Looking backward

The north

10 years ago

June 25, 2009: Emotions were high at the Potsdam civic center Wednesday morning, when a state inspector came to investigate claims of asbestos contamination in the building. Village workers are rattled by the deaths of two co-workers of cancer in the past month. Even though two tests have shown that the air quality in the building is safe, people are widely concerned about health issues in the complex.

25 years ago

June 25, 1994: A tractor trailer’s tall load of demolished cars struck an overpass on Interstate 81 in Adams Friday, scattering debris across the highway and causing the fuel line on another truck to be cut. There were no injuries in the accident, which happened near the Kellogg Hill exit. Two cars were damaged by airborne debris.

50 years ago

June 25, 1969: David and Julie Nixon Eisenhower — grandson and daughter of U.S presidents — will be in Massena Friday afternoon when President Nixon and Prime Minister Trudeau rededicate the St. Lawrence seaway and hydro-electric power facilities. It will be the first upstate visit by David Eisenhower and Julie Nixon since their marriage last Dec. in New York city.

75 years ago

June 25, 1944: The four-button army instrument panel, previously used to communicate air raid warning signals from the Fighter Command to the Watertown area for both actual and practice blackouts, has been removed from the police station — a move which presumably indicates elimination of any further day or blackout tests. The aircraft warning service has already been eliminated and no longer are the spotters posts in operation.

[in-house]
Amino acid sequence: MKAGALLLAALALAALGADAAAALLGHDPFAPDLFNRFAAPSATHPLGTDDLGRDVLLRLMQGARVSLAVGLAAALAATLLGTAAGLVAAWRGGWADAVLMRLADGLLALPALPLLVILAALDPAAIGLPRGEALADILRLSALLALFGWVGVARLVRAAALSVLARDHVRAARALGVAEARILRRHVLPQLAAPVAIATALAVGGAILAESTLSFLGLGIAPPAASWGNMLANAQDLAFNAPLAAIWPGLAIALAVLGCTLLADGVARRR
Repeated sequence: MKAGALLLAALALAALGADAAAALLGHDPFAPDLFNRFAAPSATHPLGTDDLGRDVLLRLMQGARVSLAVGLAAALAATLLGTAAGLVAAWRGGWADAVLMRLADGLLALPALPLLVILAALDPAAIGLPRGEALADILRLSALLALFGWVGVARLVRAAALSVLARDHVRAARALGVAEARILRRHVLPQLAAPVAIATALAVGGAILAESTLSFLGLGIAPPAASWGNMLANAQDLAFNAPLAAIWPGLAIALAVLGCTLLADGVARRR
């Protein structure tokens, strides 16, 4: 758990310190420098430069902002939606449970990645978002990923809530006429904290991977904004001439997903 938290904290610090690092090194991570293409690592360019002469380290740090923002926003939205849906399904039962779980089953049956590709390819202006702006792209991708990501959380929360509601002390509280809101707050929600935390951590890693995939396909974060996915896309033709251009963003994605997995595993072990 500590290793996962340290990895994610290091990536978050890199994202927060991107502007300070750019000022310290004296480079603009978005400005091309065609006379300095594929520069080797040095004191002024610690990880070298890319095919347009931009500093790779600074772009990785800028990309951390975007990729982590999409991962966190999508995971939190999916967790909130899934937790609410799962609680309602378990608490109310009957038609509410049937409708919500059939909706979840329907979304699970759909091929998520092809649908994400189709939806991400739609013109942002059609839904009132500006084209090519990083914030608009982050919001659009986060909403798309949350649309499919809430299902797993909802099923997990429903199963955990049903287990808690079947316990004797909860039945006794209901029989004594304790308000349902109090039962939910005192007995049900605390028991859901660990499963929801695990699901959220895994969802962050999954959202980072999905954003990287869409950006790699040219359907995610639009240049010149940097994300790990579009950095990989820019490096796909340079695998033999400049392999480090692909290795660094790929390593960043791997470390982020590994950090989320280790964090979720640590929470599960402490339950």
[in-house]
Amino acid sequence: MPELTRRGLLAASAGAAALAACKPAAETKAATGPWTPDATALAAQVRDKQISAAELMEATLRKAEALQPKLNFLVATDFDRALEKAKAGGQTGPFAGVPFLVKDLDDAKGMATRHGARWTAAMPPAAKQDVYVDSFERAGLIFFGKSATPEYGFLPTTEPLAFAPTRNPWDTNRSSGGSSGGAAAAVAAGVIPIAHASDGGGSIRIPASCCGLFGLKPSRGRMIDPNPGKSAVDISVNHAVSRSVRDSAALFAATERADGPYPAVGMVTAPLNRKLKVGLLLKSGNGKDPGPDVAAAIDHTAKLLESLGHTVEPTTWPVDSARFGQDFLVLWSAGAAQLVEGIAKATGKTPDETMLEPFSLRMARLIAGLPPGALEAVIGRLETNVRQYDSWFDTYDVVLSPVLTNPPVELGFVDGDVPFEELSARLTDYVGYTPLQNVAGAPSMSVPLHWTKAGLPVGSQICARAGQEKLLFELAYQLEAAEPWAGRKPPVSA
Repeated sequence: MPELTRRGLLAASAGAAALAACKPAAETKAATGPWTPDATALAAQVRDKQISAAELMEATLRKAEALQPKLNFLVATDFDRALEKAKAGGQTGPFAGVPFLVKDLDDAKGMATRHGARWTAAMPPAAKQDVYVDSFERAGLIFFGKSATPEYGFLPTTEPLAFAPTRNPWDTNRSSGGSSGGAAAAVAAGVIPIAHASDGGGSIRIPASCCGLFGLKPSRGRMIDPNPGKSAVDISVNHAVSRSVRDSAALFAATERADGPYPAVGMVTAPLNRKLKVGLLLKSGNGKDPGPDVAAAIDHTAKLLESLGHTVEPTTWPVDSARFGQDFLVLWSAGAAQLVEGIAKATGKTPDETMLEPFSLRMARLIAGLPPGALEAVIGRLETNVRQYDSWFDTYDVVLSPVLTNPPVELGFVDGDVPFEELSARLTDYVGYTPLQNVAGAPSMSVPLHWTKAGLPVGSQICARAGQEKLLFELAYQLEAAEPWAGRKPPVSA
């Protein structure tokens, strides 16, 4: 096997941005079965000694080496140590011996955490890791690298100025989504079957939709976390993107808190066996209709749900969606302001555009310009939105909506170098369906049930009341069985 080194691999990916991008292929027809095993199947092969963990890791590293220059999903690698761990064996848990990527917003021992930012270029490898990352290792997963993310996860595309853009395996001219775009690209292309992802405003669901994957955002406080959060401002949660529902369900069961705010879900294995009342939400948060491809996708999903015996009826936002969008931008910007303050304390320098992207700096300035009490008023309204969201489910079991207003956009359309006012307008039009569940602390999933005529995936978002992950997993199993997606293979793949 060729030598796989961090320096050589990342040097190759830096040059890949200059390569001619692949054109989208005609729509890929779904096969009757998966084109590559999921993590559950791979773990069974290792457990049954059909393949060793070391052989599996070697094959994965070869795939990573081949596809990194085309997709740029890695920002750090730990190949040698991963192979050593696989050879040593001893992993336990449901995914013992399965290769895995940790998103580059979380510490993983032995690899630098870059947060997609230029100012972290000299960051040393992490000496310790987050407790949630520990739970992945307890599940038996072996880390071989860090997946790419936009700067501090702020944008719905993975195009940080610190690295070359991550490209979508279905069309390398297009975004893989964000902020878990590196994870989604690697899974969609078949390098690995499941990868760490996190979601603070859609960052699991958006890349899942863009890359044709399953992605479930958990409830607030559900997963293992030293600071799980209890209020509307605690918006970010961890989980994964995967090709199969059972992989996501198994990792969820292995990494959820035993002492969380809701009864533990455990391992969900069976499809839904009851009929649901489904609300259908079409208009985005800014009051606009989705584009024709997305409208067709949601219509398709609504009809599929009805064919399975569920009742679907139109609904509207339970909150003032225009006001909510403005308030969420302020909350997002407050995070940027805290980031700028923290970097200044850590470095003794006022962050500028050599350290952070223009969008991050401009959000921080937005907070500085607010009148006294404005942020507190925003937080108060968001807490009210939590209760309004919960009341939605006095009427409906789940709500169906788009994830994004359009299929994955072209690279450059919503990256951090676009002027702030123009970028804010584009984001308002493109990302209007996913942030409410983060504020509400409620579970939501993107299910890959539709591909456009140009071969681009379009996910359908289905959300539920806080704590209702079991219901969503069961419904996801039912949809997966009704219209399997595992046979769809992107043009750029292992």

100 years ago

June 25, 1919: Next year’s automobile plates will be a green and black combination, the background being a light pea green, the numerals being black, with the hyphenated effect. The new plates will present a pleasing combination of color. They will be the same size as this year’s but with some slight changes which will prevent imitations on the part of unscrupulous motorists.

125 years ago

June 25, 1894: It was a Watertown party who rescued the three soldiers who were capsized at Sackets Harbor yesterday. The party consisted of Loveland Paddock, J. T. Raplee, Charles Nimmocks and others.

150 years ago

June 25, 1869: The Steamship United Kingdom, which left New York, April 17th, has not yet been heard from. Clark Wilson, of Watertown, took passage in her for England, and the probabilities are that we shall never hear any tidings of his fate. The theory is that the ship struck an ice berg and was sunk.

The world


1857: Gustave Flaubert goes on trial for public immorality regarding his novel, Madame Bovary.

1868: The U.S. Congress enacts legislation granting an eight-hour day to workers employed by the federal government.

1876: Lt. Col. George A. Custer and over 260 men of the Seventh Cavalry are wiped out by Sioux and Cheyenne Indians at Little Bighorn in Montana.

1903: Marie Curie announces her discovery of radium.

1946: Ho Chi Minh travels to France for talks on Vietnamese independence.

1950: North Korea invades South Korea, beginning the Korean War.

1962: The U.S. Supreme Court bans official prayers in public schools.

1964: President Lyndon Johnson orders 200 naval personnel to Mississippi to assist in finding three missing civil rights workers.

1973: White House Counsel John Dean admits President Richard Nixon took part in the Watergate cover-up.

1986: Congress approves $100 million in aid to the Contras fighting in Nicaragua.

Love local history? Listen to the Watertown Daily Times audio podcast at wdt.me/SECONDLOOK to hear us discuss pieces of our past.

Johnson Newspapers 7.1

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